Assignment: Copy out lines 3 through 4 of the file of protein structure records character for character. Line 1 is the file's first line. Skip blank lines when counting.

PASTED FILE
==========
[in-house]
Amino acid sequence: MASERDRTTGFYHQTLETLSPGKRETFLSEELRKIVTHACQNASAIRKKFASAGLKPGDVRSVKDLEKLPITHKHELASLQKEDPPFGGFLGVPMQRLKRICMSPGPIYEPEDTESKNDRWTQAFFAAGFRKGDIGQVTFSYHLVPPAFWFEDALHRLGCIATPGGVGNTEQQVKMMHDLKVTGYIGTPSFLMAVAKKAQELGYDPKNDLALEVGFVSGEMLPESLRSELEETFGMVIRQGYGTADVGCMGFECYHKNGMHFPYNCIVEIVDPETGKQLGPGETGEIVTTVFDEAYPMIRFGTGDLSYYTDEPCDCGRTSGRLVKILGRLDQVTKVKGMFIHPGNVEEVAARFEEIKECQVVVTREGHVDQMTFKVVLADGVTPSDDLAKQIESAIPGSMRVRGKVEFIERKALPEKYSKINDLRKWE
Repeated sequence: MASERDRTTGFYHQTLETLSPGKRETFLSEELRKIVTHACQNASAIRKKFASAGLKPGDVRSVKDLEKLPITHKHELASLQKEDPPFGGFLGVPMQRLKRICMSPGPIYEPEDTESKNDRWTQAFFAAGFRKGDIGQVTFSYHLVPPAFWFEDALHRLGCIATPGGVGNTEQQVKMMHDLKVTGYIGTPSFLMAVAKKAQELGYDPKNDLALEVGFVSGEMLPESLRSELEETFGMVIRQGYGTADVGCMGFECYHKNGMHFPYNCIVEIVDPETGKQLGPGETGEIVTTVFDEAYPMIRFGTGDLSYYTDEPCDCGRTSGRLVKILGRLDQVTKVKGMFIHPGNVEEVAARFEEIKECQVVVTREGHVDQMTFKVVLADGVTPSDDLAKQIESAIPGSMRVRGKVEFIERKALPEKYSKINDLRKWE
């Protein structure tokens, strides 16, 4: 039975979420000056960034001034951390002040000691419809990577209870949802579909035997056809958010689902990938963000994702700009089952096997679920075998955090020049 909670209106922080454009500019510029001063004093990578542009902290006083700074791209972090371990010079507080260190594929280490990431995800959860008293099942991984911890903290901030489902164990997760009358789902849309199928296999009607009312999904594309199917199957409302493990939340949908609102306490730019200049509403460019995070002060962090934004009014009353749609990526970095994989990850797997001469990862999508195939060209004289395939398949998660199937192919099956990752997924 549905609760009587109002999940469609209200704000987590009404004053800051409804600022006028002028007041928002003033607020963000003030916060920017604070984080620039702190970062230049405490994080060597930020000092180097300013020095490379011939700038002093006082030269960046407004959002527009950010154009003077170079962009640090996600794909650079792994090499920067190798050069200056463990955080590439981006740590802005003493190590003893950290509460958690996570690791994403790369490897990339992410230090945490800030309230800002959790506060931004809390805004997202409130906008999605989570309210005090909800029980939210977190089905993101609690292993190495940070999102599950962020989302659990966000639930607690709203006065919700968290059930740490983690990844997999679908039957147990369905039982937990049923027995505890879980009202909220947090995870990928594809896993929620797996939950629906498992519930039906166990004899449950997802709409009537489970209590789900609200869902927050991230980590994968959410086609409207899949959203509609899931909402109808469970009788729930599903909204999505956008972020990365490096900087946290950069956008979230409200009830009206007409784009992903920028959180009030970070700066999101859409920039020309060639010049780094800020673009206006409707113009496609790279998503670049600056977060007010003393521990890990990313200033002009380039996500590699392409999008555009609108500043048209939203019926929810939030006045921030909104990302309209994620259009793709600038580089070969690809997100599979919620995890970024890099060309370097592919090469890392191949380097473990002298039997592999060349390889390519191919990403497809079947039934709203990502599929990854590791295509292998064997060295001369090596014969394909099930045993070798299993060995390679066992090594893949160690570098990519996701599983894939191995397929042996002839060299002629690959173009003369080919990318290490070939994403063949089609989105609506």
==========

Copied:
Repeated sequence: MASERDRTTGFYHQTLETLSPGKRETFLSEELRKIVTHACQNASAIRKKFASAGLKPGDVRSVKDLEKLPITHKHELASLQKEDPPFGGFLGVPMQRLKRICMSPGPIYEPEDTESKNDRWTQAFFAAGFRKGDIGQVTFSYHLVPPAFWFEDALHRLGCIATPGGVGNTEQQVKMMHDLKVTGYIGTPSFLMAVAKKAQELGYDPKNDLALEVGFVSGEMLPESLRSELEETFGMVIRQGYGTADVGCMGFECYHKNGMHFPYNCIVEIVDPETGKQLGPGETGEIVTTVFDEAYPMIRFGTGDLSYYTDEPCDCGRTSGRLVKILGRLDQVTKVKGMFIHPGNVEEVAARFEEIKECQVVVTREGHVDQMTFKVVLADGVTPSDDLAKQIESAIPGSMRVRGKVEFIERKALPEKYSKINDLRKWE
């Protein structure tokens, strides 16, 4: 039975979420000056960034001034951390002040000691419809990577209870949802579909035997056809958010689902990938963000994702700009089952096997679920075998955090020049 909670209106922080454009500019510029001063004093990578542009902290006083700074791209972090371990010079507080260190594929280490990431995800959860008293099942991984911890903290901030489902164990997760009358789902849309199928296999009607009312999904594309199917199957409302493990939340949908609102306490730019200049509403460019995070002060962090934004009014009353749609990526970095994989990850797997001469990862999508195939060209004289395939398949998660199937192919099956990752997924 549905609760009587109002999940469609209200704000987590009404004053800051409804600022006028002028007041928002003033607020963000003030916060920017604070984080620039702190970062230049405490994080060597930020000092180097300013020095490379011939700038002093006082030269960046407004959002527009950010154009003077170079962009640090996600794909650079792994090499920067190798050069200056463990955080590439981006740590802005003493190590003893950290509460958690996570690791994403790369490897990339992410230090945490800030309230800002959790506060931004809390805004997202409130906008999605989570309210005090909800029980939210977190089905993101609690292993190495940070999102599950962020989302659990966000639930607690709203006065919700968290059930740490983690990844997999679908039957147990369905039982937990049923027995505890879980009202909220947090995870990928594809896993929620797996939950629906498992519930039906166990004899449950997802709409009537489970209590789900609200869902927050991230980590994968959410086609409207899949959203509609899931909402109808469970009788729930599903909204999505956008972020990365490096900087946290950069956008979230409200009830009206007409784009992903920028959180009030970070700066999101859409920039020309060639010049780094800020673009206006409707113009496609790279998503670049600056977060007010003393521990890990990313200033002009380039996500590699392409999008555009609108500043048209939203019926929810939030006045921030909104990302309209994620259009793709600038580089070969690809997100599979919620995890970024890099060309370097592919090469890392191949380097473990002298039997592999060349390889390519191919990403497809079947039934709203990502599929990854590791295509292998064997060295001369090596014969394909099930045993070798299993060995390679066992090594893949160690570098990519996701599983894939191995397929042996002839060299002629690959173009003369080919990318290490070939994403063949089609989105609506």